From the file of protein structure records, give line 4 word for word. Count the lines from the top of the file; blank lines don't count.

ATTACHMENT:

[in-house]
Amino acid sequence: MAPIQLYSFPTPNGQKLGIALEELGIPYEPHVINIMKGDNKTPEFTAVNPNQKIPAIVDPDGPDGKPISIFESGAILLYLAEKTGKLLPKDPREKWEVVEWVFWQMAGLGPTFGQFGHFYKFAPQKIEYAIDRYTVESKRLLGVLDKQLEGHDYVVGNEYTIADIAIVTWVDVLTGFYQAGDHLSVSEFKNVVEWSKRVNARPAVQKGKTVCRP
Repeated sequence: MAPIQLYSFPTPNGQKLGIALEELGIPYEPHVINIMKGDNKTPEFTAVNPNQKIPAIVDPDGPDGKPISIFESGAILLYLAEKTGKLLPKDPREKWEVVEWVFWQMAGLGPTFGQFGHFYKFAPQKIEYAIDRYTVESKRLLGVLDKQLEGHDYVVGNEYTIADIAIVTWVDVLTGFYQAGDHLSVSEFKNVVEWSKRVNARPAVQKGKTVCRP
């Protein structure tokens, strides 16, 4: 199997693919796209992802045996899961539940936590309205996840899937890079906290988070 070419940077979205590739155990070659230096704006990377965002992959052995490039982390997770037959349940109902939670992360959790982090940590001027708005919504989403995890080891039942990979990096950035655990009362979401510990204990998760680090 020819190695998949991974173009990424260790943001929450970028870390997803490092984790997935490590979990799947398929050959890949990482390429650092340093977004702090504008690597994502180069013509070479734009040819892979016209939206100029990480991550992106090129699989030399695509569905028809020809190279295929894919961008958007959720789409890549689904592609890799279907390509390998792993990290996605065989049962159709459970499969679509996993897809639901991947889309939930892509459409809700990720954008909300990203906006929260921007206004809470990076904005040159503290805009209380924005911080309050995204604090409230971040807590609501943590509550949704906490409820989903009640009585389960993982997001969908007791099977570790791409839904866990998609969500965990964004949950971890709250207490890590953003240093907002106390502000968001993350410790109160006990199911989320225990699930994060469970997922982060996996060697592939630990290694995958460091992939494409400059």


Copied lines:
């Protein structure tokens, strides 16, 4: 199997693919796209992802045996899961539940936590309205996840899937890079906290988070 070419940077979205590739155990070659230096704006990377965002992959052995490039982390997770037959349940109902939670992360959790982090940590001027708005919504989403995890080891039942990979990096950035655990009362979401510990204990998760680090 020819190695998949991974173009990424260790943001929450970028870390997803490092984790997935490590979990799947398929050959890949990482390429650092340093977004702090504008690597994502180069013509070479734009040819892979016209939206100029990480991550992106090129699989030399695509569905028809020809190279295929894919961008958007959720789409890549689904592609890799279907390509390998792993990290996605065989049962159709459970499969679509996993897809639901991947889309939930892509459409809700990720954008909300990203906006929260921007206004809470990076904005040159503290805009209380924005911080309050995204604090409230971040807590609501943590509550949704906490409820989903009640009585389960993982997001969908007791099977570790791409839904866990998609969500965990964004949950971890709250207490890590953003240093907002106390502000968001993350410790109160006990199911989320225990699930994060469970997922982060996996060697592939630990290694995958460091992939494409400059």